Polished pebbles are sourced from huge mounds of pebbles produced as a by-product to sand mining operations. Stacks up to 4 metres high and covering areas as large as a football field provide the pebbles that are hand picked for the colour required (usually black). These pebbles are then taken to local villages where they are polished by tumbling, then waxed and bagged.
Imported decorative pebbles are increasingly being used in a wide variety of applications including interior and exterior landscaping, roofscaping and the latest trend in decorative concrete – “seeded exposed aggregate”.

One of the many aspects drawing landscape architects and designers to this finish is the complete versatility in design and colour produced by the product. With over 100 different colour oxides available to select from for the concrete colour the wide range of over 40 different colours pebbles available provide a limitless colour combination to work with.

Apart from colour selections, designers can also incorporate exciting features in the project works. Polystyrene cut-outs which are set in the concrete when the initial pour is done can be subsequently removed and replaced with a contrasting feature concrete/pebble combination. Side borders can vary, from the many decorative pavers and bricks available, to hand laid pebble borders using any of the 100+ colours and sizes available.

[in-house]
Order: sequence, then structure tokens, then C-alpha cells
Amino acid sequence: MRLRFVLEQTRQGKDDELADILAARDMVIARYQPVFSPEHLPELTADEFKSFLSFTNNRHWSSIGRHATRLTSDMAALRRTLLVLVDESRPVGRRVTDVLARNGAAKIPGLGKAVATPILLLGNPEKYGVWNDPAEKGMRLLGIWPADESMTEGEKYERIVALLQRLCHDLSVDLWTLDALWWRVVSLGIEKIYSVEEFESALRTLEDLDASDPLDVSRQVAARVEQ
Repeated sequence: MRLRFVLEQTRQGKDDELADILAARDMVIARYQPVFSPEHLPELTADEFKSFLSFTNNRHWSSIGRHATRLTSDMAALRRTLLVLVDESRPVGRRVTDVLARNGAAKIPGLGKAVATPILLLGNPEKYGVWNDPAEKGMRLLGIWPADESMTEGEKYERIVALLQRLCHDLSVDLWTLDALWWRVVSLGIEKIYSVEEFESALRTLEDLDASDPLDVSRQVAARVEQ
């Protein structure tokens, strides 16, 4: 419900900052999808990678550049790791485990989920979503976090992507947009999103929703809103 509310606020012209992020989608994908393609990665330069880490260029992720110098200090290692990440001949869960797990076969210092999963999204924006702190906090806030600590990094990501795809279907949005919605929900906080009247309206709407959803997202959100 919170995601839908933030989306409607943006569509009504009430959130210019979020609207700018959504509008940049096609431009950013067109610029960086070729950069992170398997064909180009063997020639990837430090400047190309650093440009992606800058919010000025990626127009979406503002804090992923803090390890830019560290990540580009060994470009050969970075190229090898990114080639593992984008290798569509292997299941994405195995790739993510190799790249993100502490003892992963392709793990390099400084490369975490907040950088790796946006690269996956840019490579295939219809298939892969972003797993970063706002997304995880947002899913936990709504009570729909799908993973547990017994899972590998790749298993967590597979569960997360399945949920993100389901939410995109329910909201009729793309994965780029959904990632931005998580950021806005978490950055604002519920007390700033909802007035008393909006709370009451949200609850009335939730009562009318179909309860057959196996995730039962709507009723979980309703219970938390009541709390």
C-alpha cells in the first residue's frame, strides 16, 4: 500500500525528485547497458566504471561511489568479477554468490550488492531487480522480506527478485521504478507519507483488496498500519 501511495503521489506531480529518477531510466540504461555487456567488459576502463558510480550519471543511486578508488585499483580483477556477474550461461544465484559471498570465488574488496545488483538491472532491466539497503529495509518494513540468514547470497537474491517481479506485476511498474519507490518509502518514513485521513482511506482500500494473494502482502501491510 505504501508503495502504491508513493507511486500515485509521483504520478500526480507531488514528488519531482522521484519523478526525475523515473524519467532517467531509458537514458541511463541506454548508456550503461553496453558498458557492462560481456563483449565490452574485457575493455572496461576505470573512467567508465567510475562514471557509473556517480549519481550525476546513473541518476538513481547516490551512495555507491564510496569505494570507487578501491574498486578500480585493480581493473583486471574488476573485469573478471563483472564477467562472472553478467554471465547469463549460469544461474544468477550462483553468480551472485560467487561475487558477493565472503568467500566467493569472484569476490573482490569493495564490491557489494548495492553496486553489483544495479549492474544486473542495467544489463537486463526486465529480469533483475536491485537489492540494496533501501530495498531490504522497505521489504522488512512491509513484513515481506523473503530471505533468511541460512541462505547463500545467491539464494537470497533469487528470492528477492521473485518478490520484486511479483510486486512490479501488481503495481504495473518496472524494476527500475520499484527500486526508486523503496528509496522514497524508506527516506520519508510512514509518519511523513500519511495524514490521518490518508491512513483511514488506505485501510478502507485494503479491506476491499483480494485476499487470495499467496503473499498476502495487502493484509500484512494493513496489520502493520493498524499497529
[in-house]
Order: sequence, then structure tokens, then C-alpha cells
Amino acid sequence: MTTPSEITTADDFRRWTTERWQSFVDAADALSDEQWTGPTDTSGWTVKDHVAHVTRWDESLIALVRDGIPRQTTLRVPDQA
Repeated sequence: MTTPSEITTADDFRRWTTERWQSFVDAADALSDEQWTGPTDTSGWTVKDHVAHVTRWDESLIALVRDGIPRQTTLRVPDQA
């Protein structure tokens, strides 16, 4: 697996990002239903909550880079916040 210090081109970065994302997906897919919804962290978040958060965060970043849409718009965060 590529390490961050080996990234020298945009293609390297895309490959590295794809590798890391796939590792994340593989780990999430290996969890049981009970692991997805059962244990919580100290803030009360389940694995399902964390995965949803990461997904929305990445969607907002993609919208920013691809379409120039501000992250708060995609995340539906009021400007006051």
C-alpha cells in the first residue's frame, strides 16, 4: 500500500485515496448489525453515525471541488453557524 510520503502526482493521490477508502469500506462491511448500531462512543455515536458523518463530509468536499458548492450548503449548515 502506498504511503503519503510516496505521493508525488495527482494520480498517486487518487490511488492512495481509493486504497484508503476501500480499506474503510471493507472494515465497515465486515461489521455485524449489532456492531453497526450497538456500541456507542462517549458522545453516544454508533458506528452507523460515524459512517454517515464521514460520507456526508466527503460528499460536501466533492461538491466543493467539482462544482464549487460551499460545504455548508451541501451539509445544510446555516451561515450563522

A particularly popular range of pebbles are sourced from an Italian marble manufacturer who tumbles marble off-cuts to provide a colourful range of smooth edged marble pebbles. These environment friendly pebbles contain all the variations naturally found in marble providing an exceedingly decorative and appealing appearance.

Balance Is the Key to a Happy Landscape

Balance is important in all types of art, architecture, decorating, and especially in landscaping. With balance all things become equal in a particular setting. It is not always as simple as I make it out to be, but I will put it into terms that simplify it a bit for the inexperienced and the do-it-yourself types among us.